Posts Tagged ‘rules’

PostHeaderIcon Code Flags

short for International code flags or signaling flags. A set of flags in different colors and shapes and with various markings that, when used singly or in combination, have different meanings. They also have different meanings when used for racing than they do for fishing or shipping. The flags include 26 square flags that depict the letters of the alphabet, ten numeral pendants, one answering pendant, and three substituters or repeaters. See also: cat-in-the-hat, class flag, prep flag, recalls, and warning flag.

PostHeaderIcon Inside Overlap

when two or more boats are on approach to a mark and are overlapped at the time the boat closest to the mark reaches the zone, the boat between a competitor and the mark (without regard to which one is closer to the mark) has an inside overlap. Any boat to the outside of a boat with an inside overlap must give the inside boat room to leave a mark on the required side, room to sail to the mark when her proper course is to sail close to it, and room to round the mark as necessary to sail the course, without regard to any other rules. See also: double rights and Racing Rules of Sailing 2013 – 2016 rule 18.2.

PostHeaderIcon Sail Inventory

1) The sails that are onboard at any one time. The number of sails carried aboard may be limited by class rules, Sailing Instructions or rating rules. See also: sail button. 2) The entire complement of sails for a particular boat—wherever they are located. All the sails aboard a boat are also called its suit of sails or wardrobe.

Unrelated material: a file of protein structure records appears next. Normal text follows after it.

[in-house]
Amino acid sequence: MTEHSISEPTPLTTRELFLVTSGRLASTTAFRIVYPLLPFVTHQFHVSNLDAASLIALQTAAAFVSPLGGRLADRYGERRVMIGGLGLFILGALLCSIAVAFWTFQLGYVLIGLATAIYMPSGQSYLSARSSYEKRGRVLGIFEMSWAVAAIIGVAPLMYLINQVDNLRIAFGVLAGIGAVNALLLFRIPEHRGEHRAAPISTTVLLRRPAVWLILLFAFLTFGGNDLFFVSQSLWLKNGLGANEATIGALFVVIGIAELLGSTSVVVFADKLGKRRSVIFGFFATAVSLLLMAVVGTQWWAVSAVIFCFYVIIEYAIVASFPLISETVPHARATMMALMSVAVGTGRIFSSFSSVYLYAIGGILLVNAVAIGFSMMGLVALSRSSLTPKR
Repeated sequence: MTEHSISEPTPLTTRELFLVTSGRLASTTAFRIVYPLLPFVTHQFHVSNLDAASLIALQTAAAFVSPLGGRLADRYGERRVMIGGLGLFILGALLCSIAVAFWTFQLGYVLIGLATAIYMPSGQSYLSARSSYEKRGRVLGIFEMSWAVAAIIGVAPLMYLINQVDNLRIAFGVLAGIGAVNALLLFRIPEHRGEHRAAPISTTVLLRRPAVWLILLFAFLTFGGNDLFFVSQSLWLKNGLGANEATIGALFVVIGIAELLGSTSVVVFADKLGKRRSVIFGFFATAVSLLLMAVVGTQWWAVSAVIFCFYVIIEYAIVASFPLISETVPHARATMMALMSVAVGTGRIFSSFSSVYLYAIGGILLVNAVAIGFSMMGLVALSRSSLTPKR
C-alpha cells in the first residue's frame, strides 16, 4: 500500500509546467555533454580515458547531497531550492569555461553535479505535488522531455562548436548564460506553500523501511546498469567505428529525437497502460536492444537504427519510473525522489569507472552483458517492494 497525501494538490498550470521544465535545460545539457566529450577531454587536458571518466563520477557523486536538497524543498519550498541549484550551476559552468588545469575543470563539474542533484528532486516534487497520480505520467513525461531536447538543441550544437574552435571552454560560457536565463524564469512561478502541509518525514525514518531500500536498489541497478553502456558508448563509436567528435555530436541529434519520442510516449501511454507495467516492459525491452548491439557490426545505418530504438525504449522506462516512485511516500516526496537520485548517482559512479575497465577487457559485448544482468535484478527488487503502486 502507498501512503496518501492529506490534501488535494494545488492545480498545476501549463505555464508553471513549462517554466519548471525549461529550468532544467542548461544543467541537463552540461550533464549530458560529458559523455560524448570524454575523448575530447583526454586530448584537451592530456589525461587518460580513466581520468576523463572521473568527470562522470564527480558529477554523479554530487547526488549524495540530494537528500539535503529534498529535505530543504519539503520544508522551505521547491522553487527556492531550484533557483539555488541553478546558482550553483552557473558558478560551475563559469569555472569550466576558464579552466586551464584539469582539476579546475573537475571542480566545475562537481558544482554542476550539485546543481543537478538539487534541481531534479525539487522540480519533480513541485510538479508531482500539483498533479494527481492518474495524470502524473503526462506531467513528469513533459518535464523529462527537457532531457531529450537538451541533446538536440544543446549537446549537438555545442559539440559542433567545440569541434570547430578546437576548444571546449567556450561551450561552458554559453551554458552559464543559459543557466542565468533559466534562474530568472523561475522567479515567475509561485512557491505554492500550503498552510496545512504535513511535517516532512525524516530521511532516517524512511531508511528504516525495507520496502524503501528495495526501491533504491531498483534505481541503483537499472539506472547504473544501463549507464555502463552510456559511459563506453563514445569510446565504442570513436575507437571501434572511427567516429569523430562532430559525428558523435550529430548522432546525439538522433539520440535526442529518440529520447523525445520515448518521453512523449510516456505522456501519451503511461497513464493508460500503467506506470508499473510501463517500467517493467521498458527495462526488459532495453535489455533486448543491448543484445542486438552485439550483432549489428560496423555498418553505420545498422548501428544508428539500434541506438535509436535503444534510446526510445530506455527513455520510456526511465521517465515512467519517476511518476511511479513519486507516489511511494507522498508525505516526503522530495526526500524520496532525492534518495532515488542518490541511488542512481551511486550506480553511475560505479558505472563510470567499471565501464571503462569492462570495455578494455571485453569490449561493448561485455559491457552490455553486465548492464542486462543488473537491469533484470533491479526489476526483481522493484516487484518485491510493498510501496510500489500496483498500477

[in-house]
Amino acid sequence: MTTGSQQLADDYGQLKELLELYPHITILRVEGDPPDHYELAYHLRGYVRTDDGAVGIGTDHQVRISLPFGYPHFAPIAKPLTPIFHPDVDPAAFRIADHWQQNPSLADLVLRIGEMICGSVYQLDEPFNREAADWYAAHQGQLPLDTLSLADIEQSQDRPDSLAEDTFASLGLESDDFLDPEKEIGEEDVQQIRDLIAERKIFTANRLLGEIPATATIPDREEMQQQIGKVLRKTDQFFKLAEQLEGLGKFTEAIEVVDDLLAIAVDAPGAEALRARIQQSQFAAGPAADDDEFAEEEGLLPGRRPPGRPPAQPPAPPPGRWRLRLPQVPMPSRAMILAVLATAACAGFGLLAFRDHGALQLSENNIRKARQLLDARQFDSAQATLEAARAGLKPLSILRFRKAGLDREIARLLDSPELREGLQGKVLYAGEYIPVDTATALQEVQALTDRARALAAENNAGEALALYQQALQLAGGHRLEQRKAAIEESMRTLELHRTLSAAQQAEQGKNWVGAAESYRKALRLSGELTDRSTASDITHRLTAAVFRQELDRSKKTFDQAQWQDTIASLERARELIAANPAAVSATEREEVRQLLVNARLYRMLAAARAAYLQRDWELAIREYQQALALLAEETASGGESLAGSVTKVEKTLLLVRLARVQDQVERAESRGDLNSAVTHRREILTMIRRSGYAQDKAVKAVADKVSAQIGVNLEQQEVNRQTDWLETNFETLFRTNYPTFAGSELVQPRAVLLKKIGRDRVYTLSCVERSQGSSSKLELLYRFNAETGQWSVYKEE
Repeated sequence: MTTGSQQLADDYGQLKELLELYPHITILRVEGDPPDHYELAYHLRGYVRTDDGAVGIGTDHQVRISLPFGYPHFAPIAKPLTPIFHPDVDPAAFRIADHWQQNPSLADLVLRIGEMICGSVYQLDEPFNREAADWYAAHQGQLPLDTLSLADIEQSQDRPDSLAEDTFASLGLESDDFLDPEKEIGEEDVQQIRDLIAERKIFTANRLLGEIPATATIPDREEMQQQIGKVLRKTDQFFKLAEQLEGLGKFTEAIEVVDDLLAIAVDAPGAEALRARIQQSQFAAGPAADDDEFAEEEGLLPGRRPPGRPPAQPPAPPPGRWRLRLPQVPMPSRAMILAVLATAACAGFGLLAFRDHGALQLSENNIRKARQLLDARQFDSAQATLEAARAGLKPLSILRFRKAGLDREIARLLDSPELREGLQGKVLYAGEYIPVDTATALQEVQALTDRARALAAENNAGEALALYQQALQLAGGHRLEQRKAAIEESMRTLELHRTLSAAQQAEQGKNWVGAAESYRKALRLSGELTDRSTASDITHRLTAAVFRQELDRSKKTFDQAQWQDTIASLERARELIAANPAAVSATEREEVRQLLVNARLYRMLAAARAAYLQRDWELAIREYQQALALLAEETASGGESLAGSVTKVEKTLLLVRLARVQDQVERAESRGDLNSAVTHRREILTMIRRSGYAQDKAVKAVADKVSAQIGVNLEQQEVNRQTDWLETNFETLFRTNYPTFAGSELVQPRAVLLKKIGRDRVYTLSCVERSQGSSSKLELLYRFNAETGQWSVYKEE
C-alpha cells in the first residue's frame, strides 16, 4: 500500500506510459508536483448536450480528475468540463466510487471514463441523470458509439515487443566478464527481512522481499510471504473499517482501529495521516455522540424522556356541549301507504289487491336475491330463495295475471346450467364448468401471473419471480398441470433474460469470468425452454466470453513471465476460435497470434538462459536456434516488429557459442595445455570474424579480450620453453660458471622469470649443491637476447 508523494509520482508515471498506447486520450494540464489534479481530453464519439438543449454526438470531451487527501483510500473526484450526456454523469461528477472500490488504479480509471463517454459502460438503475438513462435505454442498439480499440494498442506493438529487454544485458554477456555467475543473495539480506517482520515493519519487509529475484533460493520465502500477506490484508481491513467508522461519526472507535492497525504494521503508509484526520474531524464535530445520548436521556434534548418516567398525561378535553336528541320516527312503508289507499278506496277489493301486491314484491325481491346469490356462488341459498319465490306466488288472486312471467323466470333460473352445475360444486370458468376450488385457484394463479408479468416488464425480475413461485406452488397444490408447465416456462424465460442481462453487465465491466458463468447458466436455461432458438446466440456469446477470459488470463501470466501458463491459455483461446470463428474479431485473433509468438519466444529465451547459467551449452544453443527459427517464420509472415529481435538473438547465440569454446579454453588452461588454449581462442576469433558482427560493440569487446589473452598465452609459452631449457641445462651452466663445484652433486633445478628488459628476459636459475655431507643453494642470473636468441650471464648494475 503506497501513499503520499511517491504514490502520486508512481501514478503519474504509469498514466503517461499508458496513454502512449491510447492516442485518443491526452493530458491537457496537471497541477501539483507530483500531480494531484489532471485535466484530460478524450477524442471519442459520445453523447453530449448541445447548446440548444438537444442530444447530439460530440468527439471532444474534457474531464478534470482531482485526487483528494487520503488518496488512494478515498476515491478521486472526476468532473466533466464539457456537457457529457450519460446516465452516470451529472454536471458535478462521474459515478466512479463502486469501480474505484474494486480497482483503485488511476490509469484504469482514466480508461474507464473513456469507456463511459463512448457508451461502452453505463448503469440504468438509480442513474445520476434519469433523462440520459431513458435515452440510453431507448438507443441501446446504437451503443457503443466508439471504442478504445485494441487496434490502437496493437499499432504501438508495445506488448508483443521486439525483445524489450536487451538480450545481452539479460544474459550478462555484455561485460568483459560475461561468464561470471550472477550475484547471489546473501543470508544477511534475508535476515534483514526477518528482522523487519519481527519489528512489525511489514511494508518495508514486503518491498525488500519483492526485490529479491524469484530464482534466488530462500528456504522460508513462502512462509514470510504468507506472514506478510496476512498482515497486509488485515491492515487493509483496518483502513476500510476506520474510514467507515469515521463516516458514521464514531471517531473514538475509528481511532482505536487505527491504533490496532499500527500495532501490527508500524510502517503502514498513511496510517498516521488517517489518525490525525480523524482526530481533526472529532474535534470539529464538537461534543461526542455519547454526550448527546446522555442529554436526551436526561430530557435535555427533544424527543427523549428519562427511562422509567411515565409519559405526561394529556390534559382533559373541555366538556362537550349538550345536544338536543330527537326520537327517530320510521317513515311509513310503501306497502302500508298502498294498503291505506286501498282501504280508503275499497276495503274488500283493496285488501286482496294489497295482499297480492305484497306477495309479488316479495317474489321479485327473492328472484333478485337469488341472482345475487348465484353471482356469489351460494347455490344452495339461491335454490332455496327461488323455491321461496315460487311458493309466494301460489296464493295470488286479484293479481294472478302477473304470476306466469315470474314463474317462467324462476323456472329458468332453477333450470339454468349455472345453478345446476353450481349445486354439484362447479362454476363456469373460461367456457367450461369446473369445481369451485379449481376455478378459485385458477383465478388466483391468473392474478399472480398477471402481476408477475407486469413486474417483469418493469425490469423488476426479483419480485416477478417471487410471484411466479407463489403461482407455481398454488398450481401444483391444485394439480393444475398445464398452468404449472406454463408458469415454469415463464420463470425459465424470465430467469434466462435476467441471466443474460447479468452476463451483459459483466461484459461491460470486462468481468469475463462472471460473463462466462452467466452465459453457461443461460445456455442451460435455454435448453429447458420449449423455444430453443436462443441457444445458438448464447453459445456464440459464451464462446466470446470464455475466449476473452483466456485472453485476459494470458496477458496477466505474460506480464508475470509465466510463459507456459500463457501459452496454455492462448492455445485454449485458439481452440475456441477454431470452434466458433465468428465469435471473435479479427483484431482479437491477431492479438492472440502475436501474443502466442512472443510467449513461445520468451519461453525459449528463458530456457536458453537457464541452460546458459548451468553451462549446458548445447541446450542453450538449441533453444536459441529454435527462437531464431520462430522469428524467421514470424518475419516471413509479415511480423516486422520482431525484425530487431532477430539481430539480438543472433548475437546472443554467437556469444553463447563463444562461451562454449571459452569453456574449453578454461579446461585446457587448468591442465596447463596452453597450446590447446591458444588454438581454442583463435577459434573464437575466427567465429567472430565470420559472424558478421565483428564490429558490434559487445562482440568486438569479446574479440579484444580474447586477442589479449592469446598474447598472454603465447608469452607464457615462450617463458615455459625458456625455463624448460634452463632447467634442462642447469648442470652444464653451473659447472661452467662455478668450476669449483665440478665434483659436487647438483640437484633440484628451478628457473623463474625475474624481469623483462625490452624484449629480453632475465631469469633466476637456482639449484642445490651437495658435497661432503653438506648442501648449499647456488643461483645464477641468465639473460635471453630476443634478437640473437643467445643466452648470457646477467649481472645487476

PostHeaderIcon Mast Abeam Rule

a no-longer-used rule that turned off a leeward boat’s luffing rights when a windward boat’s helm was forward of a line that crossed through the leeward boat’s mast and was perpendicular to its centerline. See also: luffing rights.

PostHeaderIcon Scrutineering

checking that a boat complies with all applicable requirements. To scrutineer or scrutinize. See also: Notice of Race.

PostHeaderIcon The Room

shorthand for the protest hearing room.

PostHeaderIcon Warning Flag

a flag hoisted on a committee boat to indicate the beginning of the five-minute start sequence for a particular class or section. The warning flag is taken down simultaneously with the race start. Sometimes, the code flag for the number that corresponds to the starting order of the class is used as the warning flag. At other times, solid-color flags in differing colors are used. Whatever flag is used, it has the same design and color scheme as the class or section’s class flag. The applicable Sailing Instructions indicate the starting order for multi-class races and may modify the sequence timing. See Racing Rules of Sailing for 2013 – 2016 rule 26. Compare to: attention flag and prep flag.

PostHeaderIcon DGM

an initialism for “disqualification for gross misconduct and not excludable.” The scoring abbreviation used to indicate that a boat showed up for, but is disqualified from a scheduled race under Racing Rules of Sailing rule 90.3(b). The boat has the maximum points allowed assessed against her when the race is scored using a Low Point System, and this race must be included with the boat’s finishes, even if throw-outs are allowed. See Racing Rules of Sailing 2013 – 2016 Appendix A11.

PostHeaderIcon Racing Rules of Sailing 2013 – 2016

ISAF has recently released the Racing Rules of Sailing for 2013 – 2016. You can download a copy from this link:

PostHeaderIcon L Flag

When flown ashore, the International Code Flag “L” (two opposing blacks squares and two opposing yellow squares) means a notice to competitors has been posted. When the L Flag is displayed on a stationary committee boat it means that competitors should come within hailing distance—usually so they can check-in. An L flag displayed from a moving committee or signal boat means that competitors should follow that boat—often because the starting area is being relocated. In this instance, the “L” flag is known as the ‘Follow Me’ flag.


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